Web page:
By hook or by crook

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By hook or by crook describes doing something by any means necessary, doing whatever it takes to achieve a goal whether fair or foul. By hook or by crook is a very old phrase, well-known by the fourteenth century. There are various theories as to the origin of this idiom. One theory pertains to the fact that during the Middle Ages, the king owned all the forests and all the trees therein. Peasants were allowed to take any deadwood to use as firewood that they could pull down with a billhook or a shepherd’s crook. Another theory involves two villages named Hook Head and Crooke, located across the Waterford channel from each other. The story goes that Cromwell made the statement that Waterford, Ireland would fall by Hook or by Crooke, meaning an army landed at either of those places would be effective in a siege.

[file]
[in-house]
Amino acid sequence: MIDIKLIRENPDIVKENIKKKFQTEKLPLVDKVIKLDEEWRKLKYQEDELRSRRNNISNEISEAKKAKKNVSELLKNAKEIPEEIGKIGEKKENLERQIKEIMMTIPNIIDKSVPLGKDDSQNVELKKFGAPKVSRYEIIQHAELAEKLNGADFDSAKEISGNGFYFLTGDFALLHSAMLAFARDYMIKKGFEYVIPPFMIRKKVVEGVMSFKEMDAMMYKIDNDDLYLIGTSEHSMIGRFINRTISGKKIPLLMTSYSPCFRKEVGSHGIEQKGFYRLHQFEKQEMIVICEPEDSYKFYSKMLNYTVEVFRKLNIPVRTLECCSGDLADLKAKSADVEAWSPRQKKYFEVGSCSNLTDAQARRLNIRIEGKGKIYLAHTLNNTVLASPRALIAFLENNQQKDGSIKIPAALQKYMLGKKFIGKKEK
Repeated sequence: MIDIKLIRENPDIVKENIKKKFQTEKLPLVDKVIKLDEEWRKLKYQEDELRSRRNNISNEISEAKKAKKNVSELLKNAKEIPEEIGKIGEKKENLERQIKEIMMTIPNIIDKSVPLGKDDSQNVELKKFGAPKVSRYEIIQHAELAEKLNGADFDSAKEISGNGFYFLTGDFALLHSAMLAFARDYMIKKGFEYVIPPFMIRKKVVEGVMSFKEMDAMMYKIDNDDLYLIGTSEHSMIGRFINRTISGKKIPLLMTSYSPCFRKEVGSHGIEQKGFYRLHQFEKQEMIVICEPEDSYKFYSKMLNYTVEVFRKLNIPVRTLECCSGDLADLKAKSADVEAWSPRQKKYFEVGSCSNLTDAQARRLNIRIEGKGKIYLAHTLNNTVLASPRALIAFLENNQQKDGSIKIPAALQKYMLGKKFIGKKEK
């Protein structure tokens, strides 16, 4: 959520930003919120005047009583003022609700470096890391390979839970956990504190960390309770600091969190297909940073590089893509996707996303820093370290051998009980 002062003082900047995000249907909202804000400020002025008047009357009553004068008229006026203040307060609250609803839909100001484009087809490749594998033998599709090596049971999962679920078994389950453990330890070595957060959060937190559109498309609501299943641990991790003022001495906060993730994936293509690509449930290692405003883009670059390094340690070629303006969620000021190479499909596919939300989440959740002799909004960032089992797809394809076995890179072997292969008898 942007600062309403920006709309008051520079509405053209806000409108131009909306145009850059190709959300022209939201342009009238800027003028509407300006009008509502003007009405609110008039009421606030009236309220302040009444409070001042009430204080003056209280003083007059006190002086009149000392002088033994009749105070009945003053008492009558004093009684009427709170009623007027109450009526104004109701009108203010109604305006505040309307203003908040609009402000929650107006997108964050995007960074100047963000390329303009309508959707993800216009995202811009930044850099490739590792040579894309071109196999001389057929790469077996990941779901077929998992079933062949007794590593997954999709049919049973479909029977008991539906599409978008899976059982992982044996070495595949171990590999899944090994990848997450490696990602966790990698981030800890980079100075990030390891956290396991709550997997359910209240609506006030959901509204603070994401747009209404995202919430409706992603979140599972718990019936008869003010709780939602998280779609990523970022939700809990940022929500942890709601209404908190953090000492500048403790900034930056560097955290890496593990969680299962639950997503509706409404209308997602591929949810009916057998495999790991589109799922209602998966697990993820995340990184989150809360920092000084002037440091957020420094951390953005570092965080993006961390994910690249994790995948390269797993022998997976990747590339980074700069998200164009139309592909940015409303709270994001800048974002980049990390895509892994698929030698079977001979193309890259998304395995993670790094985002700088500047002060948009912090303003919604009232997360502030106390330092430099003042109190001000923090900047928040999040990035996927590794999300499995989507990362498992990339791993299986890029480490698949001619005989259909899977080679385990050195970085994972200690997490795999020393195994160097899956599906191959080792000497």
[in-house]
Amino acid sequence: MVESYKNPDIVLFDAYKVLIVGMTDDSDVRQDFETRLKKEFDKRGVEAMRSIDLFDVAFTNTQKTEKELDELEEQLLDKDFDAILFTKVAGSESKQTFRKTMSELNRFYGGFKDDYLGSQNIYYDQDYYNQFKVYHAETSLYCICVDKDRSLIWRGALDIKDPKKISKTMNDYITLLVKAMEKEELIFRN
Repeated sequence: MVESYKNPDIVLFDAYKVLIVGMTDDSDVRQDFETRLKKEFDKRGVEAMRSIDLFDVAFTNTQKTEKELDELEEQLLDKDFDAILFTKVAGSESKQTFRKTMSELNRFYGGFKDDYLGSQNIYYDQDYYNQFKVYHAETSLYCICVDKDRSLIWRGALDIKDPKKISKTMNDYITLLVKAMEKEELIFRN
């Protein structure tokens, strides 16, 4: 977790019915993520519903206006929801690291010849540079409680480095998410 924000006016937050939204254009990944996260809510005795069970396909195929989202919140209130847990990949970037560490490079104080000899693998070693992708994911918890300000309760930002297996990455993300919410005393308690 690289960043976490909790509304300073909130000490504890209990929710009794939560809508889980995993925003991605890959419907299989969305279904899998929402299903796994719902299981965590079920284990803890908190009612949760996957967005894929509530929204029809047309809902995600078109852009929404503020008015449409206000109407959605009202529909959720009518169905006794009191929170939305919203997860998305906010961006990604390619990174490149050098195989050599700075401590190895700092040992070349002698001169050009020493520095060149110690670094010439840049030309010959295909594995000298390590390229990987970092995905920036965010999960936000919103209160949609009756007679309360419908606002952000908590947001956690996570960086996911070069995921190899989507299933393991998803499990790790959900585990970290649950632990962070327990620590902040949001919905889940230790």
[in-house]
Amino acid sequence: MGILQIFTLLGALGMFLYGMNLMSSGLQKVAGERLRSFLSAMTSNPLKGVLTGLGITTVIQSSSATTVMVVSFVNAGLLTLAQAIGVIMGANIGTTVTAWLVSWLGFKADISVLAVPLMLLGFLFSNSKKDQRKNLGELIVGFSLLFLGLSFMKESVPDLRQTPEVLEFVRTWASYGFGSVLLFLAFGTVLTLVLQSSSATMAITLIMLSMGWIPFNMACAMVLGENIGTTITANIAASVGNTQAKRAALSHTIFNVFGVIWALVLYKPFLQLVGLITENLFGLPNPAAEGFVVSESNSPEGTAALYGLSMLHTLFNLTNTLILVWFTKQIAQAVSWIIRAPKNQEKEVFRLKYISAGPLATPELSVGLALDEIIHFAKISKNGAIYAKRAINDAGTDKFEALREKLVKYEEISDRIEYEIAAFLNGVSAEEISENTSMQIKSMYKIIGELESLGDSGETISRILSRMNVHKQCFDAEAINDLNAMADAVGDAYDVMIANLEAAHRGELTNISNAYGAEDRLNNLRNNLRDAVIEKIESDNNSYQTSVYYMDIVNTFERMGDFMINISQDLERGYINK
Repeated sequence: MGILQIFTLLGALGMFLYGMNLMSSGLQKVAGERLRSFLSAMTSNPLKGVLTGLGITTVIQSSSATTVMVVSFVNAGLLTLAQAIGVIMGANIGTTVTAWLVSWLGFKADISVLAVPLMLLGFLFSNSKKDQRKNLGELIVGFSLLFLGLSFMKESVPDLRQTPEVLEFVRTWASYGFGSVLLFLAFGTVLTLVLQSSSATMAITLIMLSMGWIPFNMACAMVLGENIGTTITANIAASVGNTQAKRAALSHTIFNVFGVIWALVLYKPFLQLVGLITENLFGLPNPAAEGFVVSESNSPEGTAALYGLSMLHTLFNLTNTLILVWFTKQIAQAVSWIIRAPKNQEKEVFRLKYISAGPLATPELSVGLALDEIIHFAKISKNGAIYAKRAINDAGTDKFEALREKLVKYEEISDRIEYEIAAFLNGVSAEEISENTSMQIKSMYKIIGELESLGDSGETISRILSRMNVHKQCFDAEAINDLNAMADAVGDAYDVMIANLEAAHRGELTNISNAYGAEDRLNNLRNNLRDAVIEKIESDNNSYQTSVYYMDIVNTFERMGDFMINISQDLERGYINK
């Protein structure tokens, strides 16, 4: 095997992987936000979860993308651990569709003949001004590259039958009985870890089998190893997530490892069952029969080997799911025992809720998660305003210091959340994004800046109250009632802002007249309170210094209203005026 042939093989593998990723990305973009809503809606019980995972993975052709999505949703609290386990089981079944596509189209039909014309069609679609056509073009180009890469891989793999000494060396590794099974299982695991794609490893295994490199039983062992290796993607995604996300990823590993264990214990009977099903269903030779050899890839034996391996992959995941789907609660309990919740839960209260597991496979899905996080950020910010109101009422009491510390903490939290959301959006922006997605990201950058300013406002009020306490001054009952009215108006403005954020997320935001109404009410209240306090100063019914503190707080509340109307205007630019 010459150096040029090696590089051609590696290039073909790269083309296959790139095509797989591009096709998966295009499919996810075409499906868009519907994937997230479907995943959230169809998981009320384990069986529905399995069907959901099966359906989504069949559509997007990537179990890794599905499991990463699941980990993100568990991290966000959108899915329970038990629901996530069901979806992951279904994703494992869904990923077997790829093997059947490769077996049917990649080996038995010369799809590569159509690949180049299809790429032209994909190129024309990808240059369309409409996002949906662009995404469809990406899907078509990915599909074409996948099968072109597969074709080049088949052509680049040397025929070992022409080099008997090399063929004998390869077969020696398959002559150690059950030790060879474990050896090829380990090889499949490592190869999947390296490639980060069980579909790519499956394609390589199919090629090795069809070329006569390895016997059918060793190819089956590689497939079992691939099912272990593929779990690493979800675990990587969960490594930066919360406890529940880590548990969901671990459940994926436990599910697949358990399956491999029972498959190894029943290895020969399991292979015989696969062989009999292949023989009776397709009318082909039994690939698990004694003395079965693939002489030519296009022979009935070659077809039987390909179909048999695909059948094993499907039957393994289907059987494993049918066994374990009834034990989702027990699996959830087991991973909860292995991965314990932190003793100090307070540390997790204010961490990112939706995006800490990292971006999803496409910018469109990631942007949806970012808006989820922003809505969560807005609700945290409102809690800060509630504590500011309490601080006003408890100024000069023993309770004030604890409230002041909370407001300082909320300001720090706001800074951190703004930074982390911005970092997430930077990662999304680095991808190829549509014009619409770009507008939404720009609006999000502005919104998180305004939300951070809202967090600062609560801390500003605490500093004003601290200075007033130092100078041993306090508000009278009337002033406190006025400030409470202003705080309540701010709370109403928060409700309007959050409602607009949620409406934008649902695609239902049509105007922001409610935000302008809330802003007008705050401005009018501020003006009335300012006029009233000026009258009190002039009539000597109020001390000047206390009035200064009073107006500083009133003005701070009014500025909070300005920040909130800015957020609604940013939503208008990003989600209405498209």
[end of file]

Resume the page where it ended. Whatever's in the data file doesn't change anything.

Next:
He has, instead, spent the last four years scheming and amassing funds to win the presidency by hook or by crook. (The Manila Times)

In this sense, it’s fair to say that nonprofit rescue groups today are sometimes operating similarly to the way many commercial breeders were operating in the 1980s, shipping dogs by hook or by crook to get an increasing number of deals done. (The New York Post)

The crowning irony is that the might of an administration headed by a Patel, a party headed by a Patel (since changed), with 7 of the 24 ministers and 42 of the total 182 MLAs from the community, was so fearful of the power of a 22-year-old novice that he had to be kept behind bars by hook or by crook. (The Deccan Herald)

By hook or by crook, the dog covered more than 240 miles in 12 days. (The Sunday Times)